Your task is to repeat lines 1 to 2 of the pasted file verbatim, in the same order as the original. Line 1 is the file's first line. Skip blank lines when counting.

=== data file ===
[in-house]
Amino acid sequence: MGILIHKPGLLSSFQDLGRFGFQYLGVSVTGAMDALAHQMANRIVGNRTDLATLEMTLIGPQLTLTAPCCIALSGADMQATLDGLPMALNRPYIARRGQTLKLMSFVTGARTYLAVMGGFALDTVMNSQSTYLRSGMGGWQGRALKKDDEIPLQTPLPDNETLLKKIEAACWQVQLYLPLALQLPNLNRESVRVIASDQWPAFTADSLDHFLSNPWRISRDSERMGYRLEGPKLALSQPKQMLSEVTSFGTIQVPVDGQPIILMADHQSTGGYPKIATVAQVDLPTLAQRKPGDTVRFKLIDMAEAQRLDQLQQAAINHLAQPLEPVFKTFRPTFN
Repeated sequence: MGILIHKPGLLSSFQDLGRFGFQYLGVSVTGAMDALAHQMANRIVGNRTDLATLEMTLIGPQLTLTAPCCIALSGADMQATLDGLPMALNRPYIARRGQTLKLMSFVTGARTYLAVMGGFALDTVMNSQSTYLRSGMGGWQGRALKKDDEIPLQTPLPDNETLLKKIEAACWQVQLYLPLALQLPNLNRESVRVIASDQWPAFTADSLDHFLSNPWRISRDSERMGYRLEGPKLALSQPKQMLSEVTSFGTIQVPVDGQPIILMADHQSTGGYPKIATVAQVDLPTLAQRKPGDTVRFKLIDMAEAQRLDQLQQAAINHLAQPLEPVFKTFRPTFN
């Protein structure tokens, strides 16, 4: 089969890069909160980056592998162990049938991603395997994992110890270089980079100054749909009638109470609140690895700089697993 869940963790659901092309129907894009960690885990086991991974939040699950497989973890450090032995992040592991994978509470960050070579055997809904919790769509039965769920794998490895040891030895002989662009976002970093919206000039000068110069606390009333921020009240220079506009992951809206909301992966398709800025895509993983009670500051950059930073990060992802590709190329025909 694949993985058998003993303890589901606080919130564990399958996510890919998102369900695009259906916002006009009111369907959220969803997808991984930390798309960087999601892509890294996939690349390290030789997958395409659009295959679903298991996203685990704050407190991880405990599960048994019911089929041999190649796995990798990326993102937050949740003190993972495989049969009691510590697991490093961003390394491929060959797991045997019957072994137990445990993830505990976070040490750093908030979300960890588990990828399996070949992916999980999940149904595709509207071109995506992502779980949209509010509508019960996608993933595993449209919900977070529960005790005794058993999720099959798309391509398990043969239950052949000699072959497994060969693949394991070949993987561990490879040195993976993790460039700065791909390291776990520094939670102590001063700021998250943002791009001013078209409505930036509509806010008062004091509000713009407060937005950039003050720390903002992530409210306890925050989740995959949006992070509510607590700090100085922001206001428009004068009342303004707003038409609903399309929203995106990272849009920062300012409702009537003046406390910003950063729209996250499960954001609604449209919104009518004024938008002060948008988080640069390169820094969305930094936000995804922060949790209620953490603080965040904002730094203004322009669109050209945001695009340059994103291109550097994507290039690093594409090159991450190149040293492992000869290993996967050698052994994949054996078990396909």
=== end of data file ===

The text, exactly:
[in-house]
Amino acid sequence: MGILIHKPGLLSSFQDLGRFGFQYLGVSVTGAMDALAHQMANRIVGNRTDLATLEMTLIGPQLTLTAPCCIALSGADMQATLDGLPMALNRPYIARRGQTLKLMSFVTGARTYLAVMGGFALDTVMNSQSTYLRSGMGGWQGRALKKDDEIPLQTPLPDNETLLKKIEAACWQVQLYLPLALQLPNLNRESVRVIASDQWPAFTADSLDHFLSNPWRISRDSERMGYRLEGPKLALSQPKQMLSEVTSFGTIQVPVDGQPIILMADHQSTGGYPKIATVAQVDLPTLAQRKPGDTVRFKLIDMAEAQRLDQLQQAAINHLAQPLEPVFKTFRPTFN